Lebanon’s new tax law in brief | FFA Real Estate
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Lebanon’s new tax law in brief

Mon, 2017-12-18 13:32 -- admin

The publishing of Law No.64 in the Official Gazette on October 26, 2017 has introduced a number of new taxes as well as made amendments to existing ones while effectively replacing Law No.45. In relation to the real estate sector, the most significant change brought by Law No.64 is the introduction of a 2 percent fee on the amount of any sale contract payable within 15 days of the contract date. If the relevant property is subsequently registered within the period of one year from the contract date, this 2 percent is recoverable; this therefore can be interpreted as an incentive to push the registration process. Failure to register the property within the year will result in the 2 percent being unrecoverable.

When real estate property is disposed of by persons or entities not subject to income tax or who benefit from special exemptions, the new law applies capital gains tax at a rate of 15 percent. The same rate is also applied to those subject to income tax if the property is not related to their profession. Exemptions from capital gains tax apply to up to two primary residences of persons and to properties held for more than 12 years.

The new law also sought to address the issue of illegal occupancy of maritime properties, giving a three-month deadline from the date of its publishing in the Official Gazette to apply for a permit for periodic exploitation in such cases and imposing annual penalties on such exploitation.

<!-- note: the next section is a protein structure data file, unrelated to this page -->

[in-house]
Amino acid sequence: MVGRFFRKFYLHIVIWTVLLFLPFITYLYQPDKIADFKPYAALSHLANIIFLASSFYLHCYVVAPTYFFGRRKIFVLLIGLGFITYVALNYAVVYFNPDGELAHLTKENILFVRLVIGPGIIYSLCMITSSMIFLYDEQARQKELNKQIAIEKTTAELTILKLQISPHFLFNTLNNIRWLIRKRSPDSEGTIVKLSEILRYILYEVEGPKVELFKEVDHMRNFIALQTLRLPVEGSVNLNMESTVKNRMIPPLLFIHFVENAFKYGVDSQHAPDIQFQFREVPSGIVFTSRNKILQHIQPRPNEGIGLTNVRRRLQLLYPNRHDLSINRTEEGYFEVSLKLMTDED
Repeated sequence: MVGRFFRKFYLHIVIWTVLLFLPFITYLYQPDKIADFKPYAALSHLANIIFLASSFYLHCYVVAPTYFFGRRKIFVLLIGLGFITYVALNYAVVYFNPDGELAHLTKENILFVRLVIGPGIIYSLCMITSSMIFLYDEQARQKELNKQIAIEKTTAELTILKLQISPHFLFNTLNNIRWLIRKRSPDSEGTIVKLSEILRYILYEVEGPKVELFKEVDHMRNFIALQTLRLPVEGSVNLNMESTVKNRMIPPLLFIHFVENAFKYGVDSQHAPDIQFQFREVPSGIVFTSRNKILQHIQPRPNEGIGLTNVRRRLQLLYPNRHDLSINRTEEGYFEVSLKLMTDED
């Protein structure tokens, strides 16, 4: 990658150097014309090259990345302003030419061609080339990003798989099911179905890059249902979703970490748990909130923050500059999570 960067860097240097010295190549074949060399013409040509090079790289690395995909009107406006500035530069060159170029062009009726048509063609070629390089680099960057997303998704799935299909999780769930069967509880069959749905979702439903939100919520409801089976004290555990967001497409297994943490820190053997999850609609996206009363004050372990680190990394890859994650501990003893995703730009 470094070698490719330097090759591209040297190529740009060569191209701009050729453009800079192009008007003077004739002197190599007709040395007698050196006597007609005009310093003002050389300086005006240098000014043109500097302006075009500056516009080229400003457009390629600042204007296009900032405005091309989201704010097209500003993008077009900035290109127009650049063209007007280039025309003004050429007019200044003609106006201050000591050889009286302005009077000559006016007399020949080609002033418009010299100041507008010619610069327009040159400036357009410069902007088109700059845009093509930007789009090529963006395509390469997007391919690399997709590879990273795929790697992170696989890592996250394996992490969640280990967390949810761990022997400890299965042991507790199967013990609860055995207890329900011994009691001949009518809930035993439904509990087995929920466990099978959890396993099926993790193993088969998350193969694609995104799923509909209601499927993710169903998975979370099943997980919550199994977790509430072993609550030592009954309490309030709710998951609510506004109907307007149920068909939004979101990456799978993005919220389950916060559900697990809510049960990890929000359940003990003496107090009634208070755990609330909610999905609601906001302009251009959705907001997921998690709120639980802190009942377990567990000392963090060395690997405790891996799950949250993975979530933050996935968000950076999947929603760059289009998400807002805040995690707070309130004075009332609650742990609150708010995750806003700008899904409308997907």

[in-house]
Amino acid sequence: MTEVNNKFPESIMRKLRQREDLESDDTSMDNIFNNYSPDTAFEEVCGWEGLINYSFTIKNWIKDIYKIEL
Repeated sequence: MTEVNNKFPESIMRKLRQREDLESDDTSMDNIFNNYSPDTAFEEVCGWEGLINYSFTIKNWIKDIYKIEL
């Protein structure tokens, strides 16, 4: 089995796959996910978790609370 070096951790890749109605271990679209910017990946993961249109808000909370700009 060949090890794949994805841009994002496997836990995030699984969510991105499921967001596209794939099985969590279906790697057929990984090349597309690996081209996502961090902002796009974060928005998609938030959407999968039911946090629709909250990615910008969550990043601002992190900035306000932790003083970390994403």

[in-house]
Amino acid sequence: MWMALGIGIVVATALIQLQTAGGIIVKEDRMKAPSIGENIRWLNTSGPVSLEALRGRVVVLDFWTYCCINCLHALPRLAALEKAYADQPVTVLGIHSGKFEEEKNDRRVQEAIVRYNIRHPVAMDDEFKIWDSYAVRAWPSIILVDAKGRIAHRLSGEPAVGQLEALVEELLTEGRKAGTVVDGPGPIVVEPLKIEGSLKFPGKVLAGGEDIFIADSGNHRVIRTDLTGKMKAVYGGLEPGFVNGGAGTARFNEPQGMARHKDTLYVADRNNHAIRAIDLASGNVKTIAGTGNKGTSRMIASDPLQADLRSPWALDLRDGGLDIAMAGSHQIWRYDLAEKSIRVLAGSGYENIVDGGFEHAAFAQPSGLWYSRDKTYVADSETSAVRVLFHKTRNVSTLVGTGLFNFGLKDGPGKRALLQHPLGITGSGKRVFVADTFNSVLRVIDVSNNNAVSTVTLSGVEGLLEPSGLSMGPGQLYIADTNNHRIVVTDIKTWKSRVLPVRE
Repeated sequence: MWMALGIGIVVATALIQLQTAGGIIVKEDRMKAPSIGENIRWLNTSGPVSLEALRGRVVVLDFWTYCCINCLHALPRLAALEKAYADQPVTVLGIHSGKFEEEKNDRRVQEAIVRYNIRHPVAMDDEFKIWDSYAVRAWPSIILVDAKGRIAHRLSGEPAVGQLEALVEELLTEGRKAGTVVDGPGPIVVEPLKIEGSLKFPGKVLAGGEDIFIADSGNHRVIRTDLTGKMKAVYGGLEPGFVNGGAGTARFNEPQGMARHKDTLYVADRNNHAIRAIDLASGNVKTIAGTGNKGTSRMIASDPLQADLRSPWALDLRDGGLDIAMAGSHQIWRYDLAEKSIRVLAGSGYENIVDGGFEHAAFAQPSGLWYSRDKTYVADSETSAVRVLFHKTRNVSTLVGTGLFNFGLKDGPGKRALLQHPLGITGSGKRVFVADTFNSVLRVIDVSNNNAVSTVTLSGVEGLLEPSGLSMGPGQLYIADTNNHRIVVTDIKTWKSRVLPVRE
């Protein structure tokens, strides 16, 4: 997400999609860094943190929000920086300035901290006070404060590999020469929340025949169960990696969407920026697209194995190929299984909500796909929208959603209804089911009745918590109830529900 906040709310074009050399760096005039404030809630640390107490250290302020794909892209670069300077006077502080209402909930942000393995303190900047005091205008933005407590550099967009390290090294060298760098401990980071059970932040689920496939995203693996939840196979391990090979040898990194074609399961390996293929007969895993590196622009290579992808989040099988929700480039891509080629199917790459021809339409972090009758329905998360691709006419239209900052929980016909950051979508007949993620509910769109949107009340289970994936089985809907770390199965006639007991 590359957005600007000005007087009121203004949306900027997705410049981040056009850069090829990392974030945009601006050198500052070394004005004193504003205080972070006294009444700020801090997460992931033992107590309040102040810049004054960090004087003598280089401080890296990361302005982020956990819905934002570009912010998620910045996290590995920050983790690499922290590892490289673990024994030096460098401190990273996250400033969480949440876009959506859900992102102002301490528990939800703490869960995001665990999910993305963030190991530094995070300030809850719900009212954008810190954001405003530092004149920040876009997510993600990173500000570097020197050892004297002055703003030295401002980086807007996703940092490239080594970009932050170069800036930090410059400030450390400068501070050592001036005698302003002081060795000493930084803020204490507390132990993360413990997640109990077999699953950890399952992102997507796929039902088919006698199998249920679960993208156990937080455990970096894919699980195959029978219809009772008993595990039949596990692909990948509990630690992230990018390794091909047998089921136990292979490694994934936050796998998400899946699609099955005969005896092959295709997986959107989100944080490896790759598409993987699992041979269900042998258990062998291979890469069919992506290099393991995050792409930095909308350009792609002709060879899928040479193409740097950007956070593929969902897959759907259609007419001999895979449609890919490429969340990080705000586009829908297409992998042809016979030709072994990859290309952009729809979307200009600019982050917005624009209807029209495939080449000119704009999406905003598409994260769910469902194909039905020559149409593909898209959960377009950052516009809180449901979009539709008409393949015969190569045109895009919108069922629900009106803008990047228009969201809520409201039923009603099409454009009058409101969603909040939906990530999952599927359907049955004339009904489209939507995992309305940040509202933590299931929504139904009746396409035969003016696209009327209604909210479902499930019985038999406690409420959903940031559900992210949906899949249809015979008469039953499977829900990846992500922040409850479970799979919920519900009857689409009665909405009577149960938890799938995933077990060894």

Other noteworthy changes resulting from Law No.65 include an increase in the value added tax (VAT) rate from 10 percent to 11 percent, effective from the first quarter of 2018, and an increase in the corporate income tax rate for joint stock companies (SAL), limited liability companies (SARL) and limited partnerships by shares (SCA) from 15 percent to 17 percent for the calendar year ending on December 31, 2017. An increased stamp duty rate, from 3 to the current 4 percent, is to be calculated on the initial amount net of VAT, with the VAT separately stated.

Tax on interest was increased from 5 to 7 percent and is no longer considered as a tax credit on annual corporate income tax but is now a deductible expense for corporate income tax. Taxpayers subject to deemed profit taxation in line with article 44 of the Income Tax Law will now have their net interest income (after tax on interest) considered as part of the taxable income subject to deemed profit taxation. Tax on dividends is now applied at a standard rate of 10 percent, effectively cancelling the previous discounted rate of 5 percent for companies that met certain criteria.